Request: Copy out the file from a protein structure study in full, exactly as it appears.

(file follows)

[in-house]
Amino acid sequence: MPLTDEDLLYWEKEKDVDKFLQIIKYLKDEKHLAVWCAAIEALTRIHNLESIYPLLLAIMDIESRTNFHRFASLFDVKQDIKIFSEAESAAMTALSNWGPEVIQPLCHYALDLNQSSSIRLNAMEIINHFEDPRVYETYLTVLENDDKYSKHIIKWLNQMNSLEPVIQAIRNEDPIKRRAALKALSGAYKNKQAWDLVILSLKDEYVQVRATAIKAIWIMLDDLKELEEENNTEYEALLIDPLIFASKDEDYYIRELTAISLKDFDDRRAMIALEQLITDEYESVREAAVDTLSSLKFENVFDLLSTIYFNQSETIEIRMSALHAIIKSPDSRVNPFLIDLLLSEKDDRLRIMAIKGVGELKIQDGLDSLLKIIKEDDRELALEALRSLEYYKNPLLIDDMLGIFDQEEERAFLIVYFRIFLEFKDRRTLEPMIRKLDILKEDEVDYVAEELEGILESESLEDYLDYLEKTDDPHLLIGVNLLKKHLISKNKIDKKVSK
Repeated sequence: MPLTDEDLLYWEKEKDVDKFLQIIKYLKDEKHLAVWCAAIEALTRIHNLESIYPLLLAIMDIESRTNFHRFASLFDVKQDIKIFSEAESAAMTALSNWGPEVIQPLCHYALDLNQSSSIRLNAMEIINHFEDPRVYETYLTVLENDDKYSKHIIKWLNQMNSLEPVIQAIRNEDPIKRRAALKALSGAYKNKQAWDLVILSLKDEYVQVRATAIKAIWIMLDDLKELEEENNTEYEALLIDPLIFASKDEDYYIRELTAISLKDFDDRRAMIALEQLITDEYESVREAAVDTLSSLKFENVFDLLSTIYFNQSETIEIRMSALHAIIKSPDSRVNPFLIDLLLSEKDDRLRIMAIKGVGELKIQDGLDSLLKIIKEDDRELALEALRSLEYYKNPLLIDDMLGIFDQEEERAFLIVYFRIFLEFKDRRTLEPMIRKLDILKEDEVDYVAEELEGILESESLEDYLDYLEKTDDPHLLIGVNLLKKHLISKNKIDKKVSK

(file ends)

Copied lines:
[in-house]
Amino acid sequence: MPLTDEDLLYWEKEKDVDKFLQIIKYLKDEKHLAVWCAAIEALTRIHNLESIYPLLLAIMDIESRTNFHRFASLFDVKQDIKIFSEAESAAMTALSNWGPEVIQPLCHYALDLNQSSSIRLNAMEIINHFEDPRVYETYLTVLENDDKYSKHIIKWLNQMNSLEPVIQAIRNEDPIKRRAALKALSGAYKNKQAWDLVILSLKDEYVQVRATAIKAIWIMLDDLKELEEENNTEYEALLIDPLIFASKDEDYYIRELTAISLKDFDDRRAMIALEQLITDEYESVREAAVDTLSSLKFENVFDLLSTIYFNQSETIEIRMSALHAIIKSPDSRVNPFLIDLLLSEKDDRLRIMAIKGVGELKIQDGLDSLLKIIKEDDRELALEALRSLEYYKNPLLIDDMLGIFDQEEERAFLIVYFRIFLEFKDRRTLEPMIRKLDILKEDEVDYVAEELEGILESESLEDYLDYLEKTDDPHLLIGVNLLKKHLISKNKIDKKVSK
Repeated sequence: MPLTDEDLLYWEKEKDVDKFLQIIKYLKDEKHLAVWCAAIEALTRIHNLESIYPLLLAIMDIESRTNFHRFASLFDVKQDIKIFSEAESAAMTALSNWGPEVIQPLCHYALDLNQSSSIRLNAMEIINHFEDPRVYETYLTVLENDDKYSKHIIKWLNQMNSLEPVIQAIRNEDPIKRRAALKALSGAYKNKQAWDLVILSLKDEYVQVRATAIKAIWIMLDDLKELEEENNTEYEALLIDPLIFASKDEDYYIRELTAISLKDFDDRRAMIALEQLITDEYESVREAAVDTLSSLKFENVFDLLSTIYFNQSETIEIRMSALHAIIKSPDSRVNPFLIDLLLSEKDDRLRIMAIKGVGELKIQDGLDSLLKIIKEDDRELALEALRSLEYYKNPLLIDDMLGIFDQEEERAFLIVYFRIFLEFKDRRTLEPMIRKLDILKEDEVDYVAEELEGILESESLEDYLDYLEKTDDPHLLIGVNLLKKHLISKNKIDKKVSK